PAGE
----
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There is not much in way of specific differences in both judges. Yet, one of the most striking is how they both seem to approach the questioning of their power. Hathorne does not take real well to anyone who should question the procedures of the court. The testy exchange between he and Corey is evidence of this. There is some level of personal animosity between them, something that Corey thinks will be absent because of his own background with Danforth's father. Yet, while there is a personal element to Hathorne, Danforth sincerely believes, or purports to believe, that the questioning of the court is not an attack on him as much as it is on the legal condition of the trials, in general. Danforth continually grills Proctor on his desire to bring down the court. Proctor, for his part, simply wishes to clear his name and focus the trials on their weak evidential nature. Yet, Danforth successfully goads Proctor into admitting that there is another motivation in his questioning. In this, Danforth is shown to be more concerned with the overall nature of the court, something into which he has absorbed his own identity, making him slightly different than Hathorne in this respect.
Danforth seems secure in himself, his authority, and the court; he is the deputy governor of the colony, after all, so he really has nothing to prove to the inhabitants of Salem. He is calm and collected, and he rests confidently on his wealth of experience. He tells Francis Nurse, "near to four hundred are in the jails from Marblehead to Lynn [...] upon my signature" and "seventy-two [are] condemned to hang by that signature." Danforth has many trials under his belt, and he thinks that Salem is just like any other town, these trials just like all the others. He is self-assured and collected.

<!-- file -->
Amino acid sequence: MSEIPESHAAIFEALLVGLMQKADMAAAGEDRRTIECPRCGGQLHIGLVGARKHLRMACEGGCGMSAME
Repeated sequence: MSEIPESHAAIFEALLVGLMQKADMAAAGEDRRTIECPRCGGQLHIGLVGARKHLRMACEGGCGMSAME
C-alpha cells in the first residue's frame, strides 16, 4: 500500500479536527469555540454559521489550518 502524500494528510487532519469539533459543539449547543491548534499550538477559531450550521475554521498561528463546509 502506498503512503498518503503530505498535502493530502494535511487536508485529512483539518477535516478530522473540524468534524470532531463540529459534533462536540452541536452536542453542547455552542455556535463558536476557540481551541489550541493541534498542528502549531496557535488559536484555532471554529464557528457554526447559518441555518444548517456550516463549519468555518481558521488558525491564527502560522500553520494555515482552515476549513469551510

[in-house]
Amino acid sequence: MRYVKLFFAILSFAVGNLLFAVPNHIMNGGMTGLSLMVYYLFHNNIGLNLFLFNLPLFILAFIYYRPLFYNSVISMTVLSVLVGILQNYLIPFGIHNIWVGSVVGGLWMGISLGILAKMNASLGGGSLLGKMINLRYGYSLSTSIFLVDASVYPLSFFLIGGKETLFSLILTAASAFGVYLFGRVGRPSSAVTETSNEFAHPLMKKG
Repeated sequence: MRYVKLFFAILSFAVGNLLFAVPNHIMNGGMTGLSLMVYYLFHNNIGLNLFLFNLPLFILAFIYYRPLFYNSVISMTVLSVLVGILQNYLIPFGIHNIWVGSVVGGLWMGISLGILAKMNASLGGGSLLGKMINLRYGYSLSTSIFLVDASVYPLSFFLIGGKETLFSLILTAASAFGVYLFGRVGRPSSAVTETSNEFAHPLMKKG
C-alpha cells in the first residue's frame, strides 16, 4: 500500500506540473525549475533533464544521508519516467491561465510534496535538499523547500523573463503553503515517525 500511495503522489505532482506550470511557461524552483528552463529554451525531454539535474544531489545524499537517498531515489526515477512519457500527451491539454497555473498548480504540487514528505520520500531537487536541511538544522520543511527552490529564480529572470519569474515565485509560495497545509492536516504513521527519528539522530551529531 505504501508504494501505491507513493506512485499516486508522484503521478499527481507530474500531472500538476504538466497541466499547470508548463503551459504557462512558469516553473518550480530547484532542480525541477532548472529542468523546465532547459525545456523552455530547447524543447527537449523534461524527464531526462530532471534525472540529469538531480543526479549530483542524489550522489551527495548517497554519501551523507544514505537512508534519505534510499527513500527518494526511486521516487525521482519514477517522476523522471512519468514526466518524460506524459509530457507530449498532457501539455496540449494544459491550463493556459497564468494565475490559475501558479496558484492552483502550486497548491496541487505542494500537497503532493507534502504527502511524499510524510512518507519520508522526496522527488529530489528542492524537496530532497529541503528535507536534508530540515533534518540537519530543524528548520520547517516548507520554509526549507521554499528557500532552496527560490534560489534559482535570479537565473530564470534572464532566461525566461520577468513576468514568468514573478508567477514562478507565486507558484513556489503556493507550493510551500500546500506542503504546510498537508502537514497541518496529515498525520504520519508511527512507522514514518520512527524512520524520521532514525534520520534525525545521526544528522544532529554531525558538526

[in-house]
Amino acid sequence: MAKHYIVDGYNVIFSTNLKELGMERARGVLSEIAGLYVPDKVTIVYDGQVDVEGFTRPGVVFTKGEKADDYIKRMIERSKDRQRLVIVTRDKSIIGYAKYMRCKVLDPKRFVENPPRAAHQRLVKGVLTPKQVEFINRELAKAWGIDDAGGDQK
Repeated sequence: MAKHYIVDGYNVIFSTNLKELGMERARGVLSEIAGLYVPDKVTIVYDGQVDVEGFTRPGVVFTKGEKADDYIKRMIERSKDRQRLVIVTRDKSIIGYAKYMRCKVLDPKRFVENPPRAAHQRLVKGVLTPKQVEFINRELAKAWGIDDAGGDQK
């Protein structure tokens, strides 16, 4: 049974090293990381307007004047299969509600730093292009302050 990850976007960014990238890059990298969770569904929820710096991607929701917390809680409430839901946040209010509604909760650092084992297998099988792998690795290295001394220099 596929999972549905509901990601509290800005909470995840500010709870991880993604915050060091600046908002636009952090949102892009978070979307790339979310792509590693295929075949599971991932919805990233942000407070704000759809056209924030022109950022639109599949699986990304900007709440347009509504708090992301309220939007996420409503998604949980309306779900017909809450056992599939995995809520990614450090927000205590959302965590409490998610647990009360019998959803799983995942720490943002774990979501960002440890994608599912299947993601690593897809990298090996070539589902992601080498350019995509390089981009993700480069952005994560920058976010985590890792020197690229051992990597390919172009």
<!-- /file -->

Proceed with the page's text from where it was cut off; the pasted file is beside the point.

Hathorne, on the other hand, seems to feel less secure in his position. Toward the beginning of Act Three, he calls Giles Corey foolish for "roarin'" into the court with evidence he believes will clear his wife. Giles retorts, "You're not a Boston judge yet, Hathorne. You'll not call me daft!" Thus, we can see that Hathorne is really not as respected as Danforth, which may account for some of his insecurity. Further, he plays games with the accused in a way that Danforth never does. When he questions Martha Corey, Giles's wife, he asks her if she denies that she is a witch. She does, and says, "I know not what a witch is." He responds in a rather snide way, "How do you know, then, that you are not a witch?" He knows what she meant: that she's not a witch and has never met one and therefore cannot say with certainty what a witch is even like. However, he purposely misinterprets her statement so that he can appear to catch her out. It's a rather childish and immature way to question someone, and we never see Danforth question someone in this tricky way.
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